- Pay is usually coordinated through insurance funded by employee deduction and/or company contribution
- Note: Many states have similar laws regarding unpaid leave
Required Sick Time:
Goal: To provide employees paid and protected time off to care for themselves when sick or injured.
- Offers sick time off for all employees, including part-time, based on number of hours worked and time of service
- Delineates which companies have to provide paid versus unpaid time based on number of employees (in state or total)
- Requires allowing employees to use available time to care for family members who are sick or injured
Marijuana Use (recreational and/or medical use):
Goal: To dictate how to handle legal medical and/or recreational marijuana.
- Does not permit an employee to use marijuana in the workplace just like you would not be required to allow an employee to drink on the job
- May require companies to change drug testing standards and disciplinary policy if off-hours usage could show up in results
Goal: To provide reasonable accommodation when needed for pregnant employees. (Note: Discrimination is already prohibited.)
- Requires workplaces to be readily accessible to provide reasonable accommodations to employees with medical needs arising from pregnancy, childbirth or related medical conditions, including lactation
Goal: To provide employees with a fair workweek.
- Requires predictability in an hourly employee’s work schedule so they can consistently schedule child care, personal appointments, etc.
- Requires employers give advanced notice before changing an employee’s schedule
- Requires written permission from employee before adding or changing hours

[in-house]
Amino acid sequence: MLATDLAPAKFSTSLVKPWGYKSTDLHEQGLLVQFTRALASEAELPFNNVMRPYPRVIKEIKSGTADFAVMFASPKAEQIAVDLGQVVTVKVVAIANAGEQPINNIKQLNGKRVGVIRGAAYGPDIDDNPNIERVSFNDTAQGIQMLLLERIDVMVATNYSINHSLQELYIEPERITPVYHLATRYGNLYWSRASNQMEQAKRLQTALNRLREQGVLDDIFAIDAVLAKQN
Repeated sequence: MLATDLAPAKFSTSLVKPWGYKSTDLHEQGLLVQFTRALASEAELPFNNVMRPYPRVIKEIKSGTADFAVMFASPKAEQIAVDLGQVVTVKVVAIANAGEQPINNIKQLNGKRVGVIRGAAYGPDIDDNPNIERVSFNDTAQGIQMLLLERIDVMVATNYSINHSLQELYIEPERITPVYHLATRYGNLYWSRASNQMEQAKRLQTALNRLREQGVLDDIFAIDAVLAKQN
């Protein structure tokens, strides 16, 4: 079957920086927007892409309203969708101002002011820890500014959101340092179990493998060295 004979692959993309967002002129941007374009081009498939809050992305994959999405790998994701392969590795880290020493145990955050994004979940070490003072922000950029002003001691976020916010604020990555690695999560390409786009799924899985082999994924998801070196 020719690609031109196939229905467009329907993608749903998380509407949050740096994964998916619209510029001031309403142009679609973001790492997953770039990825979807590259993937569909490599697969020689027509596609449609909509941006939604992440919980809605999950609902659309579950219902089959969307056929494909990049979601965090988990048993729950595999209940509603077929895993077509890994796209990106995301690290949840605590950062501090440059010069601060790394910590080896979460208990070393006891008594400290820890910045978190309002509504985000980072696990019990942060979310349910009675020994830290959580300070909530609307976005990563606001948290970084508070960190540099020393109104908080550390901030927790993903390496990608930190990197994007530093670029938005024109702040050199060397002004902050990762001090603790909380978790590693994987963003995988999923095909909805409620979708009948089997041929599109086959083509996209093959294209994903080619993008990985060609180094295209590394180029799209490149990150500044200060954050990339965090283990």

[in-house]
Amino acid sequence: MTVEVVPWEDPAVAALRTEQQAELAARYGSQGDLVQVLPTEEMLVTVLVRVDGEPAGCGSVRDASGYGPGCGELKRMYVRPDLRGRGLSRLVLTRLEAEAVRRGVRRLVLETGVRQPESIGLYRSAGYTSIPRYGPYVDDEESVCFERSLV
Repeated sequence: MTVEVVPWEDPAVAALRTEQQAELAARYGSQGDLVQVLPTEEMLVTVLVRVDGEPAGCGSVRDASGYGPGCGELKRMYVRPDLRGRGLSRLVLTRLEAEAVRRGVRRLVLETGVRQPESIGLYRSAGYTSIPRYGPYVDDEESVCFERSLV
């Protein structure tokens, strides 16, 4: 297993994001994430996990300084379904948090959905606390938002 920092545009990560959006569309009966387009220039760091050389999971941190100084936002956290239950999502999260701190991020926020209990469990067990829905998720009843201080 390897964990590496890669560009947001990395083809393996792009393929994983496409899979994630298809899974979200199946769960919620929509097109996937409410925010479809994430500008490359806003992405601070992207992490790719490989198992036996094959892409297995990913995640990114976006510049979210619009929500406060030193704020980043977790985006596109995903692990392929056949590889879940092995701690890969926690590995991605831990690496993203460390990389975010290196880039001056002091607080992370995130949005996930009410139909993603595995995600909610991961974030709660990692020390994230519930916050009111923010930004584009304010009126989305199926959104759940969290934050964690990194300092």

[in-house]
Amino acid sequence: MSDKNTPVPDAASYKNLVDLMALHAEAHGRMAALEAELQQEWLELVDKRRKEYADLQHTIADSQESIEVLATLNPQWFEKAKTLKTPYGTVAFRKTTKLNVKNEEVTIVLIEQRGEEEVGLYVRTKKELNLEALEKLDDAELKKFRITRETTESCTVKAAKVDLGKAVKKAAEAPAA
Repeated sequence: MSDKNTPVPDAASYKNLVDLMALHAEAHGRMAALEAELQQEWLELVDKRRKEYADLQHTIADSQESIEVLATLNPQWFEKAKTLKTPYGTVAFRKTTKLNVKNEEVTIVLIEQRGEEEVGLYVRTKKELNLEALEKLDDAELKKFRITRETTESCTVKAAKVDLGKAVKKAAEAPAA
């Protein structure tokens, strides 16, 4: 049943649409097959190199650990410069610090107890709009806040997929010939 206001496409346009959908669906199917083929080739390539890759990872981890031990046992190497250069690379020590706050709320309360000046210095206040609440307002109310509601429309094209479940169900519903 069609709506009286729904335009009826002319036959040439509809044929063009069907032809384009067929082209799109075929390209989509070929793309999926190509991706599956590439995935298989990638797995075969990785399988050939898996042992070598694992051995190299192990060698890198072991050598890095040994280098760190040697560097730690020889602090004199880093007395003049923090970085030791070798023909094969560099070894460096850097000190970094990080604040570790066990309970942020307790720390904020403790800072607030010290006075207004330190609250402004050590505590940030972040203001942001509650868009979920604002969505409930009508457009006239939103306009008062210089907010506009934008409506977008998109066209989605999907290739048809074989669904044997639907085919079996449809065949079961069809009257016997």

- Restricts on-call shifts, requiring providing employee with certain notice before scheduling or cancelling a shift
- Prohibits employees being scheduled to work two shifts with less than 11 hours between them (i.e., closing one day and opening next day)
- Establishes premium pay rates for employers who do not follow requirements
- Requires filling open, more desirable shifts with current employees before hiring new people
Data Breach Protection and Notification:
Goal: To protect the sensitive personal and financial information of clients, customers and employees.
- Must implement and maintain reasonable security measures to protect sensitive personally-identifying information against breach
- Must conduct prompt, good faith investigation into any breach and notify any customer, client or employee impacted
- May need to notify law enforcement
Goal: To regulate an employee’s ability to bring legal weapons to workplace. (Note: Varies from state to state as relates to making it more restrictive or more permissible.)
- Some states are allowing companies to prohibit anyone (employee or third-party) from bringing a weapon on company premises regardless of any carry permit.
- Some states are making companies allow employees with concealed carry permits to keep weapons hidden in locked personal vehicle in company parking lot. (Companies can still prohibit in building or company vehicles if properly posted.)
As insurance professionals, you understand the need and value of mitigating risk. Because the same applies to a business, insurance agency owners and managers need to be aware of the ever-changing employment laws that impact their employees. State and local laws tend to change quicker and without much warning, so it’s essential to stay plugged into what your state is doing. And, if you operate in multiple states, you must be aware of the different state-to-state and city-to-city laws which may require your policies and procedures to be changed. Again, to assess whether these evolving laws and regulations apply to you, we recommend you contact your HR counsel.